If you've used previous versions of the workbench, one of the first changes you'll hit is that you no longer need to run the developer environment setup tool when you create a new workspace. In version 11, no projects need to be imported into the workspace, and you use the same installer to setup a local test server on your development machine as you would to install a production system.
Full development environment install
If you have a completely clean machine, the simplest way to get started is to use the workbench typical install. This will install DB2, Rational Application Developer, and WebSphere Application Server, along with MDM Server and the workbench, i.e. everything you need for a full development and test environment in one go. Here's how to get everything ready to run a typical install...
Firstly, you'll need to download all the typical install images. The following part numbers are required for a full MDM Workbench v11 typical install:
CIM6NEN, CIM6PEN, CIR9NML, CIR9PML, CIR9QML, CIR9RML, CIR9SML, CIR9TML, CIR9UML, CIR9VML, CIE5FML, CIE5GML, CIE5HML, CIE5IML, CI6XNML, CI6XPML, CI6XQML
Important: If you are about to install MDM but downloaded the install images before 17th October 2013, you must download the product refresh first.
Once you have all the install images downloaded, the contents must be extracted into a specific dire
After extracting all the install images, open the install launchpad, which you can find in the MDM\disk1 directory (there are 32 and 64 bit versions). The typical workbench install link is right at the bottom of the launchpad:
When the install starts, you should be able to click through all the panels without changing anything:
Make sure you confirm that the IVT tests pass at the end of the install and, if they did, you're ready to start developing for MDM v11!
Note: you should change the defa
Workbench only install
If you don't want a local server to test changes on, installing the workbench is much quicker, since DB2, WebSphere Application Server and the server install are not required. In this case, you'll only need the following part numbers:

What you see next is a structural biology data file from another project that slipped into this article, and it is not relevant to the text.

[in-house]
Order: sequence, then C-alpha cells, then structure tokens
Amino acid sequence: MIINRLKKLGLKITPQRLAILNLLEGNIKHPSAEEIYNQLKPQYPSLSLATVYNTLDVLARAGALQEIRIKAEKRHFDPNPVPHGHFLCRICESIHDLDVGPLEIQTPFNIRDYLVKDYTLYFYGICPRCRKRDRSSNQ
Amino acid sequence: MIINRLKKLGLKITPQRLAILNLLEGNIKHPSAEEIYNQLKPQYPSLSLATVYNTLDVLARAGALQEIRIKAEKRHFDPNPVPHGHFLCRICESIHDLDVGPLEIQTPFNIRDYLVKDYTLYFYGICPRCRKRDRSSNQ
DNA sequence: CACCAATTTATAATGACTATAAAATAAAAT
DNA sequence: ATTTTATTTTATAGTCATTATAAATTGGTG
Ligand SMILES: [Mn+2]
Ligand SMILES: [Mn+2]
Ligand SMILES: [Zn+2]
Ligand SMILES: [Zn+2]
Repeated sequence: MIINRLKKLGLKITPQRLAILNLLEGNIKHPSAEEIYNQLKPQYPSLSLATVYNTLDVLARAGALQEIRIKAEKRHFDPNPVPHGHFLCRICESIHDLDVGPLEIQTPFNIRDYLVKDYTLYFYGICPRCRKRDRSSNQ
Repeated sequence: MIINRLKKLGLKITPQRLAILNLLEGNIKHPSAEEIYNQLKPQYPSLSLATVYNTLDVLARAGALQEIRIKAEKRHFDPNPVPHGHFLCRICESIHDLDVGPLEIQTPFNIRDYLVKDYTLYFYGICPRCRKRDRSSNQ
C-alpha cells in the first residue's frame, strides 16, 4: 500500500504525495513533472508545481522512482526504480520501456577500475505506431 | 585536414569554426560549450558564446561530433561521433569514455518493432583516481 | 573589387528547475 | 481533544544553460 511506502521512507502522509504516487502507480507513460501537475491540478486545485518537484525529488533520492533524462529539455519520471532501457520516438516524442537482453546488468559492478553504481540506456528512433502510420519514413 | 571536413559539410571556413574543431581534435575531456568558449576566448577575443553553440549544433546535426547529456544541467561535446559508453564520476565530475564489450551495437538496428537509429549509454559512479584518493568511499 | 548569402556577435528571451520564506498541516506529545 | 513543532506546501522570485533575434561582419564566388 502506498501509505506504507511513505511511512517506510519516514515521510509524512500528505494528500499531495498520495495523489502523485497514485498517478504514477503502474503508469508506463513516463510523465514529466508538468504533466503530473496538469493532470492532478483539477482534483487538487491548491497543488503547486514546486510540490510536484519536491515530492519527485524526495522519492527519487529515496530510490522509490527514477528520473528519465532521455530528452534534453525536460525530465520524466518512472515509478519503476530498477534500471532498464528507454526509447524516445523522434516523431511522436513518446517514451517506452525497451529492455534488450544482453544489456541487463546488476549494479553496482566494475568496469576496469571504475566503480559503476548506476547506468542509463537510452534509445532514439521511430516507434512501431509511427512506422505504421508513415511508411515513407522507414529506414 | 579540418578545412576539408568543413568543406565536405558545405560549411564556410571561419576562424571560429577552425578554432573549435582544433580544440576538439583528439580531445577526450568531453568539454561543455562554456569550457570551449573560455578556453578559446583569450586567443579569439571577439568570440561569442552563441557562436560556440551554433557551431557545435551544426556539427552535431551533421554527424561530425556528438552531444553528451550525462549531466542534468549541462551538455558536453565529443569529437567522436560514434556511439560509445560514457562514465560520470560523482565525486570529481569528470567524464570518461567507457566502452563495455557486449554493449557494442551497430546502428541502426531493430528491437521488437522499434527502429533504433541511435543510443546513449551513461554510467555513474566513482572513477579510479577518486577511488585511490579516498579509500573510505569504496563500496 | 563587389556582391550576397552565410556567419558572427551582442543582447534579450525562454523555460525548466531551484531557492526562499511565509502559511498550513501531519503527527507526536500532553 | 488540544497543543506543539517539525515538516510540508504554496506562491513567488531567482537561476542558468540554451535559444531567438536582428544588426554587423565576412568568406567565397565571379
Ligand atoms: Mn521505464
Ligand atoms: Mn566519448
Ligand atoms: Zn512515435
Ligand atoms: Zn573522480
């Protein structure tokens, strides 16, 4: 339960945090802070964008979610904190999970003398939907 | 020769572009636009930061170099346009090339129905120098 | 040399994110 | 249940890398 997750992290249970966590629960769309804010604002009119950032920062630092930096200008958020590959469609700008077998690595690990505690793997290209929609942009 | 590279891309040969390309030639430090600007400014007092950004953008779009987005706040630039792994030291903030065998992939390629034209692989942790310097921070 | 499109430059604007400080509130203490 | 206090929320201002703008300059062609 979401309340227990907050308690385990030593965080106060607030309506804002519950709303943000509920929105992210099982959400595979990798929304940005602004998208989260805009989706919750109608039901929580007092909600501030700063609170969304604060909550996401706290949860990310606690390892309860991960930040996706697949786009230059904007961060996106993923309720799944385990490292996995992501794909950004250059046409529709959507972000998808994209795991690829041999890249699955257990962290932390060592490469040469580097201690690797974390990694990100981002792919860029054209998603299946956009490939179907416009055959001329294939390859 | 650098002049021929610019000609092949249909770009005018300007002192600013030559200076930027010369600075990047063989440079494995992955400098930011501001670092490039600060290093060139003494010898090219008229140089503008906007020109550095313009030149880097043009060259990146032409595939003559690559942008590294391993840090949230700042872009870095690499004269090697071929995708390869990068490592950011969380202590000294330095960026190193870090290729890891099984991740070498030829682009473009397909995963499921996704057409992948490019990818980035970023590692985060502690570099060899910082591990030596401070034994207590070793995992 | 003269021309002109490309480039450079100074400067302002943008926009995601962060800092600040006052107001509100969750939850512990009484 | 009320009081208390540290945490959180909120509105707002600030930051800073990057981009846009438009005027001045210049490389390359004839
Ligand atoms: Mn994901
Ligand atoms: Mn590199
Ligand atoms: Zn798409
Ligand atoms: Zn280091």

CIM7CML, CIR9TML, CIR9UML, CIR9VML, CIE5FML, CIE5GML, CIE5HML, CIE5IML
The launchpad doesn't support this scenario, so you have to install Installation Manager manually, add
Alternatively, you can use the Installation Manager command line to install Rational Application Developer and the workbench in one step. For example, assuming you extract the install images in the same structure as for a typical install:
imcl install com.
A typical install is ideal for demos or evaluating MDM but to set up developer environments I would recommend installing manually. You'll also need to do this if the typical install does not support your environment. The following blog post describes the manual install process:
There is also a wiki page with an up-to-date* list of install related information.
(* Please update it if it's not up-to-date!)
This document outlines how Physical MDM customisations can be built from source artefacts in an automated build and test system. This document does not aim to be a complete guide on this topic, but rather to point the way to how some detailed steps can be implemented using examples.
The MDM Advanced or Standard editions both include the MDM Workbench. In version 11.0 and beyond the MDM Workbench is used by solution developers to create artefacts which customise the MDM solution for the physical, virtual and hybrid implementation styles. These source code artefacts are typically built into a Composite Bundle Archive (CBA) and deployed to WebSphere where they augment the functionality already available in the MDM Server Enterprise Business Application (EBA).